International design firm Ware Malcomb announced the completion of the Chicago DIRTT Experience Center (DXC), an immersive experience center located at 325 N Wells St. in Chicago. In collaboration with DIRTT, Ware Malcomb provided interior architecture and design for the project.
Located in the heart of Chicago, the DXC’s 8,700-square-foot remodel focused on creating a unique experience for each guest who walks through the doors. Inspired by the Chicago roadway grid, where the streets Lincoln, Clybourn, Milwaukee and Grand break the grid to provide efficient alternatives, the reimagined DIRTT Experience Center is intentionally designed to celebrate the framework DIRTT provides as they break barriers in building through off-site construction.
The design goals for the project included creating visual continuity throughout the space and adding vignettes. These goals were achieved with the installation of a dynamic mezzanine to hosting areas and the innovation lab. The mezzanine was designed in an angular outline to tie back to the local city grid and to draw attention to the two-story volume when entering the space. Each space showcased problem-solving, human-centered approaches. The healthcare vignette is open and bright, and purposefully submerges guests into the patient journey including a virtual reality gathering space featuring a 170-inch nanolumens screen and entertainment zone.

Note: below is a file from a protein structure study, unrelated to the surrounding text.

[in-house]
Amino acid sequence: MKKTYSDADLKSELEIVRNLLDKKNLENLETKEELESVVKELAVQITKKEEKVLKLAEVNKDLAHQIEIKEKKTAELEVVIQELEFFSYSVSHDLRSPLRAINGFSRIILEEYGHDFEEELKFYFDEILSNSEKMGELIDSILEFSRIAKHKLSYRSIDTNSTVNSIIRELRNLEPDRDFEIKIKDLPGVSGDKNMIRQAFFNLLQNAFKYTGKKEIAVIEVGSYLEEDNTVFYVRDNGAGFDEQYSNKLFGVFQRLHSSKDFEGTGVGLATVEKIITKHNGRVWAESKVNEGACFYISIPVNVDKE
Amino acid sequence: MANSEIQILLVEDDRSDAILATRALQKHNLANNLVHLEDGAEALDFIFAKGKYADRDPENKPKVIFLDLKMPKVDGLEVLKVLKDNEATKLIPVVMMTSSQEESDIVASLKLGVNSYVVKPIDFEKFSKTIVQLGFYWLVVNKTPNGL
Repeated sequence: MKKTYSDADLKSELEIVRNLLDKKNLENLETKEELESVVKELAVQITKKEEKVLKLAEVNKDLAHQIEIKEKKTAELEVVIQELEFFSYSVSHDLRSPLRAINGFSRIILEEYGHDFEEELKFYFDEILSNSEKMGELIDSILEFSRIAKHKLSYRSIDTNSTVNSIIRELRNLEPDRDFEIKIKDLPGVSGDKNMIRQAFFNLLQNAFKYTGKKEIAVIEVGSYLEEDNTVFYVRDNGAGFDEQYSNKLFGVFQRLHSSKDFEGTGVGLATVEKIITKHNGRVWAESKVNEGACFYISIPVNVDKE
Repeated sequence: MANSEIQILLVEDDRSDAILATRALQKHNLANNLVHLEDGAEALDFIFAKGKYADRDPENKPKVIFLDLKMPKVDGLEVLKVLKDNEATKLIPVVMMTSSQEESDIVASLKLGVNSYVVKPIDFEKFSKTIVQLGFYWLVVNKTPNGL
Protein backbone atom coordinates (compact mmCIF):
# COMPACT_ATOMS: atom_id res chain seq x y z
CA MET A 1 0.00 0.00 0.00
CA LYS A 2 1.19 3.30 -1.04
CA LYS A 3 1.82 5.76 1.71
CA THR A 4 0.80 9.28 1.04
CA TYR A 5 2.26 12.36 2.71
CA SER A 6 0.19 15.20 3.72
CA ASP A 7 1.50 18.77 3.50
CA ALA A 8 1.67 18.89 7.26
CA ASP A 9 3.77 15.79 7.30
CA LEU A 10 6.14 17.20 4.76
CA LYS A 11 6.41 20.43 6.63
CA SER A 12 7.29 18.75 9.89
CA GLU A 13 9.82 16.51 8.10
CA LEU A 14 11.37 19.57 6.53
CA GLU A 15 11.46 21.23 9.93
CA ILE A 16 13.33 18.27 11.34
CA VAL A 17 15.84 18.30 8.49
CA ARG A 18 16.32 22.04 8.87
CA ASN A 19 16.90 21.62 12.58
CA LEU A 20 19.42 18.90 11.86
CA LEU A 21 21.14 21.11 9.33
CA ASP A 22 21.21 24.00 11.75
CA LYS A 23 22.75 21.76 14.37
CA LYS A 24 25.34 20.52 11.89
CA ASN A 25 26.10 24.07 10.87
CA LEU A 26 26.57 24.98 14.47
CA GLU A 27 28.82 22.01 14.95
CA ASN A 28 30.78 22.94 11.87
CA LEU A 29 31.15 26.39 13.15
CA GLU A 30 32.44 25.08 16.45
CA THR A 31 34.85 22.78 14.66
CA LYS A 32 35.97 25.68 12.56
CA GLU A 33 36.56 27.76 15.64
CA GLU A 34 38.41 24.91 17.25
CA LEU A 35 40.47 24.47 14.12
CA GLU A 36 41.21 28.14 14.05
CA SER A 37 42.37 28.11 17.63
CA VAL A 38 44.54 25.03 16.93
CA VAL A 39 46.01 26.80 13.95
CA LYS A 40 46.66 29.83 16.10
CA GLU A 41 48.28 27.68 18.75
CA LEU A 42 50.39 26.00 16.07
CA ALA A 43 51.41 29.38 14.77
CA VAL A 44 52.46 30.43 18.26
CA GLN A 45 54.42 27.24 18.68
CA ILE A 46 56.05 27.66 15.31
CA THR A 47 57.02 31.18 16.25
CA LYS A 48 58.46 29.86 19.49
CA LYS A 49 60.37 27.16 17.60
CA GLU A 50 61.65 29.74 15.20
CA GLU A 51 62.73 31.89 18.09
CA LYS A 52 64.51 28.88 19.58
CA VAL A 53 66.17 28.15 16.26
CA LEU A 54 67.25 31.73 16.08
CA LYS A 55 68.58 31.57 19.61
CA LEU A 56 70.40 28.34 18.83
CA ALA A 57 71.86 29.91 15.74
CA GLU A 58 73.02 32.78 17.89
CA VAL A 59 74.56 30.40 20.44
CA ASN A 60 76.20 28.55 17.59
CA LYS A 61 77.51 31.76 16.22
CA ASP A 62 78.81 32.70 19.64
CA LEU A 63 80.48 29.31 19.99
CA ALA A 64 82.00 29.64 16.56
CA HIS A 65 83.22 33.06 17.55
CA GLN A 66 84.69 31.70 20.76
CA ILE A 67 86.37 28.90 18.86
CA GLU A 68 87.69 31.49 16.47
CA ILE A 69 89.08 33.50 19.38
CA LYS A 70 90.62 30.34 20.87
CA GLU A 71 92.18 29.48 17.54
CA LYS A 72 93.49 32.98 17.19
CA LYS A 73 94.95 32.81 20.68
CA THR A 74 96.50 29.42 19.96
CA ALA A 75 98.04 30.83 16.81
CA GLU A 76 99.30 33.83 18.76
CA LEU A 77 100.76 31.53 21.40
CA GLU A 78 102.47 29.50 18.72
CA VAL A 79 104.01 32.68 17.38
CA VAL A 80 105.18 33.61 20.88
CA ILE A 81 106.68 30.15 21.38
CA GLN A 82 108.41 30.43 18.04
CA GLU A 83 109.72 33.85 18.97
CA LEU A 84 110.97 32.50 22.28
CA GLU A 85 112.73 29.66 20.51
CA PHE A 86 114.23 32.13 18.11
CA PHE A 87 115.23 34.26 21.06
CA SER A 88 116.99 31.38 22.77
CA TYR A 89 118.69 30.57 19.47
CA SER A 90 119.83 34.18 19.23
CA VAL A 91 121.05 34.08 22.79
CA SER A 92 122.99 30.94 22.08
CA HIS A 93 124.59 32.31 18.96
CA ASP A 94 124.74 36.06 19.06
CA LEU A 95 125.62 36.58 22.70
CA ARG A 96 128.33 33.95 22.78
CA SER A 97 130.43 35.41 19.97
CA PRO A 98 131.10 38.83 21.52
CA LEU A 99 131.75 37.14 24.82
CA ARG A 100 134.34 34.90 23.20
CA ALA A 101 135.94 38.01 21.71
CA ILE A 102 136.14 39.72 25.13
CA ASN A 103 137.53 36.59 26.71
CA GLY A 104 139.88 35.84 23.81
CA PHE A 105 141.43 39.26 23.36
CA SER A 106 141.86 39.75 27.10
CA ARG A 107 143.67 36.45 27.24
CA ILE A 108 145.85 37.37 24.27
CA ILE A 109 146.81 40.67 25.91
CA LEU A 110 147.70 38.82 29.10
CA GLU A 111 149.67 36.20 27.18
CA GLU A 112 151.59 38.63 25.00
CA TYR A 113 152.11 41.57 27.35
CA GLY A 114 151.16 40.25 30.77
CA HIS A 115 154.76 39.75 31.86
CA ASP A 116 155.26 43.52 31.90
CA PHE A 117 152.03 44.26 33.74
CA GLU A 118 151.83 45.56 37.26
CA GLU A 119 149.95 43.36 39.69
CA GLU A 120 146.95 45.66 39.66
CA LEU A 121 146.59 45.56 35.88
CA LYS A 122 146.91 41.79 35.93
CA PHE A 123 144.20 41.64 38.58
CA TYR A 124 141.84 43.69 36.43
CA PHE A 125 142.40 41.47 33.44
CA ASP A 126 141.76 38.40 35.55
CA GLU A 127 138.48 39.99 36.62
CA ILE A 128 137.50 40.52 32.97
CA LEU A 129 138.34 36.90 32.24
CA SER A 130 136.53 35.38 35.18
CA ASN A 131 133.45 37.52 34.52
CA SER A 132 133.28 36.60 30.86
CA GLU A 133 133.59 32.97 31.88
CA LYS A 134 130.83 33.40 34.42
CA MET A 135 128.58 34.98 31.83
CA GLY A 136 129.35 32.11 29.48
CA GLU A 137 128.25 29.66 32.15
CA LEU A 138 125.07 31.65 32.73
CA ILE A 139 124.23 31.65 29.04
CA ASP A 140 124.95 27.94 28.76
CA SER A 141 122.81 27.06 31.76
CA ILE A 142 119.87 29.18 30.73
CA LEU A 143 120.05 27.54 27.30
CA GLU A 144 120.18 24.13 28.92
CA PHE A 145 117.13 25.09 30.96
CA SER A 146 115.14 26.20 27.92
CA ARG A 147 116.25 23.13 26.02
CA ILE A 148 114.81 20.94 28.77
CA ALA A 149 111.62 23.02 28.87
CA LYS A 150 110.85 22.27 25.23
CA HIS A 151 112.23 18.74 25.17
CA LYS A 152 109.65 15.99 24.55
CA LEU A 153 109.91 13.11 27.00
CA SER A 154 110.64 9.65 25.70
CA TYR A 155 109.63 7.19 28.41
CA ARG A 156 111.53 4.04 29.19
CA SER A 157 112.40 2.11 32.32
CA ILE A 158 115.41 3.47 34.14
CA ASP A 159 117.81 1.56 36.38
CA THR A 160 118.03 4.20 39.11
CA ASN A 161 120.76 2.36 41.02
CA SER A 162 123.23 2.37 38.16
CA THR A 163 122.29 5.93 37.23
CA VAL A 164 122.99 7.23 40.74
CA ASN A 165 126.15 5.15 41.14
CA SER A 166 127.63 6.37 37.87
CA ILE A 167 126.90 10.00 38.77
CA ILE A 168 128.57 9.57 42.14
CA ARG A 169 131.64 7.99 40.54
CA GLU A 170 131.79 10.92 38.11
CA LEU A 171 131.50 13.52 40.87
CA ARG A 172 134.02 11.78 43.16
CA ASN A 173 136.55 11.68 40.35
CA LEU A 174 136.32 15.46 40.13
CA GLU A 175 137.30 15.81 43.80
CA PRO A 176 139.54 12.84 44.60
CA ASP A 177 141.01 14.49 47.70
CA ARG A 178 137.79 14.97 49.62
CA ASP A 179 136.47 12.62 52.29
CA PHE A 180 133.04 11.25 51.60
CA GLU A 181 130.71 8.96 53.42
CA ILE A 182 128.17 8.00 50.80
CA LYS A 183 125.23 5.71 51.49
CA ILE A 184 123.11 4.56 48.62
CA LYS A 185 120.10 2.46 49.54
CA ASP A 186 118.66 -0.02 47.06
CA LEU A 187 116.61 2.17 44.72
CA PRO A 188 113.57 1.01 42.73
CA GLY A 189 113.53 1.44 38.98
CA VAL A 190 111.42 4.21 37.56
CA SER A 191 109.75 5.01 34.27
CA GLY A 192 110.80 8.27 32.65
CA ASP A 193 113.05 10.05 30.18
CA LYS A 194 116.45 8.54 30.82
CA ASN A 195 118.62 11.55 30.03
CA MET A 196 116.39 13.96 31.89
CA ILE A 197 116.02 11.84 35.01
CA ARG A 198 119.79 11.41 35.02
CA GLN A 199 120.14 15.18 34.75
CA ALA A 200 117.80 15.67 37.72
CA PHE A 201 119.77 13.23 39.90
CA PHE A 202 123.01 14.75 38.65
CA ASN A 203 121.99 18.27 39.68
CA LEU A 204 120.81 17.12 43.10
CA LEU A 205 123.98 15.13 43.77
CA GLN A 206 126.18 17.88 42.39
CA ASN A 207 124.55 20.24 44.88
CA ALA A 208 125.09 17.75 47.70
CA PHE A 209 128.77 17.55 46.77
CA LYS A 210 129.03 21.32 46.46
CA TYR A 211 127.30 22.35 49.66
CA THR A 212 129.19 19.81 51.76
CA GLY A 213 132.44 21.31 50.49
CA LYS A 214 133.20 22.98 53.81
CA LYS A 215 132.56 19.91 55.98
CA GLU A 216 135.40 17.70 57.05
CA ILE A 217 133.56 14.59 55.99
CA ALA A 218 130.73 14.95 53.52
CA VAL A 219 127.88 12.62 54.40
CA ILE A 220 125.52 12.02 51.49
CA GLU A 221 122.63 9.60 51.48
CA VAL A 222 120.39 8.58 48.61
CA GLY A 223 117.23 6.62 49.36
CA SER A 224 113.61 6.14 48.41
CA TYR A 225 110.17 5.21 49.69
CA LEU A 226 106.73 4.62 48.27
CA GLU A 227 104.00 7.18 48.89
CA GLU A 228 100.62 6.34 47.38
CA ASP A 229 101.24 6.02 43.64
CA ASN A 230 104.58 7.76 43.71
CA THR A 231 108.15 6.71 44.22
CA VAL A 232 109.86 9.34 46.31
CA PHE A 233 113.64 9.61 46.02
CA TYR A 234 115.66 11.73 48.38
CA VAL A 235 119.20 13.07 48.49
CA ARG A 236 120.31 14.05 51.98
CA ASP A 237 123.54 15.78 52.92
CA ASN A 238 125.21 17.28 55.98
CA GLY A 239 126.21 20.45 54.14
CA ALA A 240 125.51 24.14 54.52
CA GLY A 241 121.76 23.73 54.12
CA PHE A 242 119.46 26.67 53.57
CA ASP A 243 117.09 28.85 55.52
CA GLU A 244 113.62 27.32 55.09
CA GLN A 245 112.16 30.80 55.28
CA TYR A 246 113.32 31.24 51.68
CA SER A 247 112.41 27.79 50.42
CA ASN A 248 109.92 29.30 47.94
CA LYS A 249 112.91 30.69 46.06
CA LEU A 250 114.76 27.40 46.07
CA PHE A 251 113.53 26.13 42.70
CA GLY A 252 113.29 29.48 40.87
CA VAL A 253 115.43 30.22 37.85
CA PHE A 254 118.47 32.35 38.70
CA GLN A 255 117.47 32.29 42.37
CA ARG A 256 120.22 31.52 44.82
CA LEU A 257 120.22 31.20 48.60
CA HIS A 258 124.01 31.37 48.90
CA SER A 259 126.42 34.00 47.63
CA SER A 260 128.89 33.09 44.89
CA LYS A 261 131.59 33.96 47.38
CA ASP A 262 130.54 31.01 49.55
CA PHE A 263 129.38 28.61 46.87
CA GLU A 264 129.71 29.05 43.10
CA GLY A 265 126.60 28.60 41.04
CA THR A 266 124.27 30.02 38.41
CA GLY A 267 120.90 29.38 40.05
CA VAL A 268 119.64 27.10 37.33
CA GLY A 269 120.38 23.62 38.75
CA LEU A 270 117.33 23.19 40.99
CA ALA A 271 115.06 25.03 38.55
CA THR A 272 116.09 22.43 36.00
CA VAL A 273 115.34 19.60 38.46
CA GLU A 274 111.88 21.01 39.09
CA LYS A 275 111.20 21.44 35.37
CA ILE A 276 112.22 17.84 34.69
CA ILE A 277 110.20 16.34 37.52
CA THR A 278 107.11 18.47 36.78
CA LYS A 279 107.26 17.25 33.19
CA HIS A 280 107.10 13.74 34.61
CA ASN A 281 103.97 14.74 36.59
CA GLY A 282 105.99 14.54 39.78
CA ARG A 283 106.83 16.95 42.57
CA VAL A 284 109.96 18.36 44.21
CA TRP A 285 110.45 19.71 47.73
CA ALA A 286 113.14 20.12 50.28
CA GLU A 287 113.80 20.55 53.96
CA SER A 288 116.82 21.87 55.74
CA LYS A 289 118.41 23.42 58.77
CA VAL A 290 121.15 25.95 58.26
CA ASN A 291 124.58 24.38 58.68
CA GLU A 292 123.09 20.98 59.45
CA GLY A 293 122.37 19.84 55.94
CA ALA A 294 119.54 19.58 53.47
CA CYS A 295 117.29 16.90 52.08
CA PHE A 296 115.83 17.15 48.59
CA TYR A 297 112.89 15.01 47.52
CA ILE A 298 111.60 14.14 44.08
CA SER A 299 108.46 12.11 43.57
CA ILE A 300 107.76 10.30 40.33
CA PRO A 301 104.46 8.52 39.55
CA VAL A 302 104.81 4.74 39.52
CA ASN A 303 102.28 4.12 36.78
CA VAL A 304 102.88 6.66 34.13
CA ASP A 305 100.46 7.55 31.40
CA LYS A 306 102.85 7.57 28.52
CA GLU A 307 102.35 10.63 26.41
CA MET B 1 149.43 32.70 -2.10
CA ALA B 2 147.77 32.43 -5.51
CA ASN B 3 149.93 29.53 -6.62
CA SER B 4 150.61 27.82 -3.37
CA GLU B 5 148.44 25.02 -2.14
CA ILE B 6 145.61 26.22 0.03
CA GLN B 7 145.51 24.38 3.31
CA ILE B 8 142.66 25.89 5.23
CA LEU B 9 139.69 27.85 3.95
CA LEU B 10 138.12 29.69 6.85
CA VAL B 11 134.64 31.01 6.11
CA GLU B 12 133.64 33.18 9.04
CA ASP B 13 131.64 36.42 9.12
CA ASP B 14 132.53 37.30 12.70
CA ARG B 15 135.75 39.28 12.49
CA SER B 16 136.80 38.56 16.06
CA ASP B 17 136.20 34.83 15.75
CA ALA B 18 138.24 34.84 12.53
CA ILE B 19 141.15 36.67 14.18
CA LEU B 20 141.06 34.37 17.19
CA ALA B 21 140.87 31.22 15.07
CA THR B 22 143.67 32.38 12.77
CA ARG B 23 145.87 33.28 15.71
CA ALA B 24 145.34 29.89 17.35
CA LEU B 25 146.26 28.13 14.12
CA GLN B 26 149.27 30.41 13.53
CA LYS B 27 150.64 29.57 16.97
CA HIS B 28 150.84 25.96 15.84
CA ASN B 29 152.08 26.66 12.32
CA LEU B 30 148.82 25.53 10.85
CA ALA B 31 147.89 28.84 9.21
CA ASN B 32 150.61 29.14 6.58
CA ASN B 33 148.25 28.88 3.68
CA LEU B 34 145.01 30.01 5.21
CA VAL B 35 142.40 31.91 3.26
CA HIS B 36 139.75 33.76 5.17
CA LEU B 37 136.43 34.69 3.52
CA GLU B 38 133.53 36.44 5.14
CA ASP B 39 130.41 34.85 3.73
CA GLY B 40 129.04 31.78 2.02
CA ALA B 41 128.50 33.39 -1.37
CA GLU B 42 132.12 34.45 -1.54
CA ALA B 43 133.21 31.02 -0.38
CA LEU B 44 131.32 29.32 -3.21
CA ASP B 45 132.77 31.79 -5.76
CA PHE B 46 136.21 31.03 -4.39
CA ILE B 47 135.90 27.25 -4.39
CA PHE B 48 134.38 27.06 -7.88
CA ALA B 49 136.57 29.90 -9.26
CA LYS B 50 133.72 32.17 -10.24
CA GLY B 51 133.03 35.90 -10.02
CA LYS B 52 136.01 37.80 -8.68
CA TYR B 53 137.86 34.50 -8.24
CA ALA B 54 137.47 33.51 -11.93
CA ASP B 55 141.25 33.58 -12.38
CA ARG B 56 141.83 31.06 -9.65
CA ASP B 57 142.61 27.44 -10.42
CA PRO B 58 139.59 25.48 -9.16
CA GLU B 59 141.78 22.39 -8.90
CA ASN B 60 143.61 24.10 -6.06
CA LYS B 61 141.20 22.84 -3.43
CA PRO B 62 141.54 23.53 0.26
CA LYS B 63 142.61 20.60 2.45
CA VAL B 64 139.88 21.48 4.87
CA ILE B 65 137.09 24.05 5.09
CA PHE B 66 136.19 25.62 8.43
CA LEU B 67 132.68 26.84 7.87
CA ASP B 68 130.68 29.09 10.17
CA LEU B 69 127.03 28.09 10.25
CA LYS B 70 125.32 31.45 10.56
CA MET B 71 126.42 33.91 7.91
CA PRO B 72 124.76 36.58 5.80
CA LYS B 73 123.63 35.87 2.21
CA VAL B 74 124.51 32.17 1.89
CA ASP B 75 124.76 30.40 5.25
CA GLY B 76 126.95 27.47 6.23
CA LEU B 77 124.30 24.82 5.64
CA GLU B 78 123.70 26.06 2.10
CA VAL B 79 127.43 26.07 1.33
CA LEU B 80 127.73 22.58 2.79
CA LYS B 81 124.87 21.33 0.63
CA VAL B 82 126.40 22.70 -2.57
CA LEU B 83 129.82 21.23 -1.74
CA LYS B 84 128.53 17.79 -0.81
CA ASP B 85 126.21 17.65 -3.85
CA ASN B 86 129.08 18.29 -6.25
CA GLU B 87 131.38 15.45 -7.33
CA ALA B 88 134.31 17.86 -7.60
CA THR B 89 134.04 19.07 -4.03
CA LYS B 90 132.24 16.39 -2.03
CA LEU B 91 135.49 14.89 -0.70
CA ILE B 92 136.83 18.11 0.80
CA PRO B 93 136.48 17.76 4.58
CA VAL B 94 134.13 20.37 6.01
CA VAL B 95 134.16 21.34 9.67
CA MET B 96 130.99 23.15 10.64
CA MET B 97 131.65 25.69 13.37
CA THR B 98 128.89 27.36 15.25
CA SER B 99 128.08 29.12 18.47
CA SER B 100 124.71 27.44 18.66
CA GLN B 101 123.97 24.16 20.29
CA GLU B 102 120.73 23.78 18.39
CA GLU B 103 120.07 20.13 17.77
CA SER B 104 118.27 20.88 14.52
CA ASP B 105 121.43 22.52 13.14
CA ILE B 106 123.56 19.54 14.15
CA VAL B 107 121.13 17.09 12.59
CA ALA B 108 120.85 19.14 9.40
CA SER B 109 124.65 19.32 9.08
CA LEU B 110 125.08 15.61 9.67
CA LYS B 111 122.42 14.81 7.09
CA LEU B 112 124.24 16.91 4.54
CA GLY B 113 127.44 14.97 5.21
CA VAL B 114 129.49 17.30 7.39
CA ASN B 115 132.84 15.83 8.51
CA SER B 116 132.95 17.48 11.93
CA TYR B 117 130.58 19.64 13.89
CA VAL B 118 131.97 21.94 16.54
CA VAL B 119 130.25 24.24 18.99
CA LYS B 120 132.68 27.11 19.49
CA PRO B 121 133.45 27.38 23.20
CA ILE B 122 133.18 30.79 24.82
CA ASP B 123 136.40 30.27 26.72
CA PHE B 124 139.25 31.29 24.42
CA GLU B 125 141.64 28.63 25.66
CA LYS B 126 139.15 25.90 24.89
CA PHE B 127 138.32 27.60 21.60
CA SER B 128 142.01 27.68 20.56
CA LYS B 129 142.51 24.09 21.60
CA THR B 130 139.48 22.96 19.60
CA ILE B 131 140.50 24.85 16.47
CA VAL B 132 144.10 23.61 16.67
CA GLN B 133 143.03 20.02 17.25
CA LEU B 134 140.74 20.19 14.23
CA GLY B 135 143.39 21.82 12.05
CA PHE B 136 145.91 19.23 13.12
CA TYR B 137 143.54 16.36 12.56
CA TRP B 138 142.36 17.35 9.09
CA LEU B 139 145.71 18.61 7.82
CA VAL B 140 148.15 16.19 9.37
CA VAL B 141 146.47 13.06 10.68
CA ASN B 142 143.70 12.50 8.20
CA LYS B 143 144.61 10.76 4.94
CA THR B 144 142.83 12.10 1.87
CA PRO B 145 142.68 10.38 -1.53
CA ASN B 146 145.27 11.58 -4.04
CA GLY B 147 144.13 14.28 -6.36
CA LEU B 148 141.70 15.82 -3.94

DIRTT featured cutting-edge frameless glass solutions in office and huddle settings and highlighted the high acoustical quality in strategically placed phone booths. The immersive space elevates the guest experience by sharing how DIRTT enables design freedom, and delivers total certainty in cost, schedule and outcomes.
The Chicago DXC was completed during the pandemic and showcases exactly how spaces can be built for ultimate resiliency and relevance. It is open now for client tours. DIRTT will be hosting its annual Connext event between 3-5 October, to coincide with North America’s largest commercial interiors show.
The general contractor for the project was Clune Construction.